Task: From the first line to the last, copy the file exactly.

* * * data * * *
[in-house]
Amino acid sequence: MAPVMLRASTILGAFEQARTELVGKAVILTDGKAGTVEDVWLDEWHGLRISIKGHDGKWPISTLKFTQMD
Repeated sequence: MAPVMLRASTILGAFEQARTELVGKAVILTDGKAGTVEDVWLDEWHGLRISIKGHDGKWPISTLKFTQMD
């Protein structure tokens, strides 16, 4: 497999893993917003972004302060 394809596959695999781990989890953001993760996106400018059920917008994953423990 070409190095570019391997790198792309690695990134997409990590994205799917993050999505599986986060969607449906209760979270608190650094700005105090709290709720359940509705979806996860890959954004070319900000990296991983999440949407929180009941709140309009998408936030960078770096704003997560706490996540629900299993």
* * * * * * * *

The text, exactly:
[in-house]
Amino acid sequence: MAPVMLRASTILGAFEQARTELVGKAVILTDGKAGTVEDVWLDEWHGLRISIKGHDGKWPISTLKFTQMD
Repeated sequence: MAPVMLRASTILGAFEQARTELVGKAVILTDGKAGTVEDVWLDEWHGLRISIKGHDGKWPISTLKFTQMD
């Protein structure tokens, strides 16, 4: 497999893993917003972004302060 394809596959695999781990989890953001993760996106400018059920917008994953423990 070409190095570019391997790198792309690695990134997409990590994205799917993050999505599986986060969607449906209760979270608190650094700005105090709290709720359940509705979806996860890959954004070319900000990296991983999440949407929180009941709140309009998408936030960078770096704003997560706490996540629900299993």